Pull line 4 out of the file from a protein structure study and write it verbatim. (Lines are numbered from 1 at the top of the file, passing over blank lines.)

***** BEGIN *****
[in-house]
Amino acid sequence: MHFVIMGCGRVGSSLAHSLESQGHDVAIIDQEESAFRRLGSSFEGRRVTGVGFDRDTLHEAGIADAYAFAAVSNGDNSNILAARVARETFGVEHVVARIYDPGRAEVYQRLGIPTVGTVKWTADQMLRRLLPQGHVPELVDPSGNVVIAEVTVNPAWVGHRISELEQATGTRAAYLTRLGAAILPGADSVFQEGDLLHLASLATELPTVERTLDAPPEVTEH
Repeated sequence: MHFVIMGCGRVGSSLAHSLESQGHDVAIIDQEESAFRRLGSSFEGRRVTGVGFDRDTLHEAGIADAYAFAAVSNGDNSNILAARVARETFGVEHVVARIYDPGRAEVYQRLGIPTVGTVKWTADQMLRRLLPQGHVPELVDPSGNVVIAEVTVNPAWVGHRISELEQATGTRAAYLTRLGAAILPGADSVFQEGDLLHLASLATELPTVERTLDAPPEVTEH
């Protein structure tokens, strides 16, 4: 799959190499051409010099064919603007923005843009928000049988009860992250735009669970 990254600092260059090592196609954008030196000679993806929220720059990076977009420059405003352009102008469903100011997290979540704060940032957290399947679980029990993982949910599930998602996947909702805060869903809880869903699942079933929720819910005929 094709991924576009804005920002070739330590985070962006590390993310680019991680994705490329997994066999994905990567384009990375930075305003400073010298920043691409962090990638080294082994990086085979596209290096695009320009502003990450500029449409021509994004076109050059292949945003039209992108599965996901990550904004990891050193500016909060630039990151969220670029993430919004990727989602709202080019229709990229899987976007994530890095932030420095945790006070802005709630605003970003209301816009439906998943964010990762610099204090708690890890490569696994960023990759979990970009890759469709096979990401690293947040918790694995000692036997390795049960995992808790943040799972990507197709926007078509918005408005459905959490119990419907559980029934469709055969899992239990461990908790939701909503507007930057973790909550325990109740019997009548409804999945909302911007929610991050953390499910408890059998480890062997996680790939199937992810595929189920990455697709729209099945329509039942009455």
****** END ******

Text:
């Protein structure tokens, strides 16, 4: 799959190499051409010099064919603007923005843009928000049988009860992250735009669970 990254600092260059090592196609954008030196000679993806929220720059990076977009420059405003352009102008469903100011997290979540704060940032957290399947679980029990993982949910599930998602996947909702805060869903809880869903699942079933929720819910005929 094709991924576009804005920002070739330590985070962006590390993310680019991680994705490329997994066999994905990567384009990375930075305003400073010298920043691409962090990638080294082994990086085979596209290096695009320009502003990450500029449409021509994004076109050059292949945003039209992108599965996901990550904004990891050193500016909060630039990151969220670029993430919004990727989602709202080019229709990229899987976007994530890095932030420095945790006070802005709630605003970003209301816009439906998943964010990762610099204090708690890890490569696994960023990759979990970009890759469709096979990401690293947040918790694995000692036997390795049960995992808790943040799972990507197709926007078509918005408005459905959490119990419907559980029934469709055969899992239990461990908790939701909503507007930057973790909550325990109740019997009548409804999945909302911007929610991050953390499910408890059998480890062997996680790939199937992810595929189920990455697709729209099945329509039942009455």